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Appalachian’s Graduate School Honors Faculty

Nov. 26, 2012. Appalachian State University’s Cratis D. Williams Graduate School recently honored seven members of its graduate faculty who have exhibited exemplary service to the university’s graduate students and programs. Their names and awards are as follows:

Transforming North Carolina Research Award

The award recognizes faculty who have made contributions of research and scholarship to the economic transformation and future of North Carolina. It includes a certificate and monetary award. This year’s recipient is Dr. Karl Campbell, a professor in the Department of History.

Campbell has found ways to extend his scholarship to broader audiences by applying his insight to current political and social issues. Campbell’s nominator writes that “he exemplifies the best traditions of a state university, designed to educate students but also to share knowledge with a larger community.”

According to his nominator, Campbell’s work has also been critical to programs at N.C. State University, where the James B. Hunt Jr. Library will open in early 2013. His work has contributed to the Institute for Emerging Issues that was established by Gov. Hunt at N.C. State University the governor’s alma mater. Campbell has helped orient new legislators about North Carolina’s history, which is the focus of his research. He also serves on the board of the directors for the North Carolina Freedom Monument, helping to raise money to build a monument in the state government complex in downtown Raleigh honoring the African-American experience in North Carolina.

Wachovia Award for Environmental Research

Dr. Chuanhui Gu collects data on water quality every 15 minutes at seven local streams to enhance biennial water quality assessments by the N.C. Division of Water Quality. His research addresses the unanswered questions of how urbanization affects water quantity and quality in the rugged landscapes of Southern Appalachia.

According to his nominator, Gu “combines the knowledge base of a hydrogeologist with the skills of a geochemist” to study the biogeochemical reactions in local headwater streams.

The Wachovia Award recognizes faculty and/or graduate students for studies related to environmental concerns for the region. The cash award will allow Gu to purchase rain water collectors and a weather station to determine the chemical composition of rain and how that affects the chemical composition of the local streams.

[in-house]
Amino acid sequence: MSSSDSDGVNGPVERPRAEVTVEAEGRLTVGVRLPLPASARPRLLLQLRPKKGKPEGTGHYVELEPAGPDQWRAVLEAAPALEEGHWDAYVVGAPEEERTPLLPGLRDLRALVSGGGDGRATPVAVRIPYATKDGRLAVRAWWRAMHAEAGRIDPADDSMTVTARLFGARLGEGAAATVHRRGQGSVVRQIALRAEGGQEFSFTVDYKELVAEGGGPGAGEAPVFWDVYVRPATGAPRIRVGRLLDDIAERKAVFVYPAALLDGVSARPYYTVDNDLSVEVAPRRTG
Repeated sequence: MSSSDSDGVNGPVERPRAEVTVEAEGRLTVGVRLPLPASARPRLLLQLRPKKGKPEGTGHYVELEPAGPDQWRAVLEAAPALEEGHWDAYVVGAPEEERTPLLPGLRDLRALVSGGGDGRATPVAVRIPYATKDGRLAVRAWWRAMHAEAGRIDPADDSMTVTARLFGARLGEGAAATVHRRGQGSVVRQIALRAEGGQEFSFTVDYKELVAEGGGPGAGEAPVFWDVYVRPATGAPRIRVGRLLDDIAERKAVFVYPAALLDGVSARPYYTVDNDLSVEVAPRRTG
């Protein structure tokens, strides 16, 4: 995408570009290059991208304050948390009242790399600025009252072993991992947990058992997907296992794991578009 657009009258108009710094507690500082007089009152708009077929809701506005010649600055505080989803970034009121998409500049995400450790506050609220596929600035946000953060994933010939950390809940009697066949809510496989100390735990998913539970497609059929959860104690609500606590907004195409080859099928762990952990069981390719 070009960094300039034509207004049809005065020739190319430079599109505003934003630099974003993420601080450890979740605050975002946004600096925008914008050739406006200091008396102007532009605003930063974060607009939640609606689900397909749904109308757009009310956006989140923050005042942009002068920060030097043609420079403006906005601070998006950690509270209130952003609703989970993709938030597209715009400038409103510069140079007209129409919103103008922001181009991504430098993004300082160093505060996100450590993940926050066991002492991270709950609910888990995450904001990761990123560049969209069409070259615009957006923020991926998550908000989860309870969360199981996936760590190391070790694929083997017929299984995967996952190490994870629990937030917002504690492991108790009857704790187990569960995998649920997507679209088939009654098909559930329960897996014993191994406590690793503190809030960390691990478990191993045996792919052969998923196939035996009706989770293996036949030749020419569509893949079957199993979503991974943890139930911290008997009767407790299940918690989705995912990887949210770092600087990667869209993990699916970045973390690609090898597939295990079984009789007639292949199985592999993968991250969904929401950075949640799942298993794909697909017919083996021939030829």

Distinguished Graduate Faculty Member

The award recognizes faculty members who provide exemplary teaching, research and service to graduate education. It includes a certificate, medallion and monetary award.

This year’s recipient is Dr. Doris Bazzini, a professor from the Department of Psychology. She is a highly regarded teacher by colleagues and students alike. Bazzini serves as the graduate program director for the Master of Arts degree in general experimental psychology, developing a recruitment and retention plan that has increased the number of students entering and graduating from the program. She also served on the graduate council and chaired a Southern Association of Colleges and Schools subcommittee on graduate education.

Often including graduate students in her research, she has co-authored three peer-reviewed journal articles in the past five years.

Academy of Outstanding Graduate Mentors

The Academy of Outstanding Graduate Mentors recognizes faculty members for exemplary mentoring of graduate students both inside and outside the classroom. It includes a certificate and a medallion. Four faculty members were inducted this fall.

Dr. Catherine Clark, associate professor in the Department of Human Development and Psychological Counseling, developed a seminar in college teaching to support graduate students who teach at Appalachian. She is also active in various Student Affairs offices on campus that provide direct service to graduate students. Clark is described by a nominator as “an outstanding mentor of not only students but new faculty as well.”

Dr. Susan Mills, associate professor in the Hayes School of Music, has been regarded for her ability to see validity and potential in all research projects. A former student notes that “because of her extensive experience, she is able to guide her students into the most practical applications of that research.” Mills received a Fulbright Scholar Grant to lecture and conduct research on the role of traditional songs in South Africa for six months during the 2010-11 academic year.

Dr. Myra Pennell, professor in the Department of History, serves as the director of the Master of Arts in history secondary education – a program she developed in 2004 to meet the needs of working high school teachers. One nominator applauded Pennell’s approach to recruiting applicants and managing the program. Pennell supervises students throughout the program, manages communication and information flow, and shows up at graduation to hug each new degree recipient and celebrate graduates’ achievements.

Dr. Martin Root, program director for the Department of Nutrition and Health Care Management, has shown dedication to his students and according to a nominator is always “willing to meet with a student to give them guidance and direction or work to solve an issue.” All of his students have presented their research at Appalachian’s Celebration of Research and Creative Endeavors and North Carolina Dietetic Association’s annual meetings. He has also co-authored manuscripts with four of his students.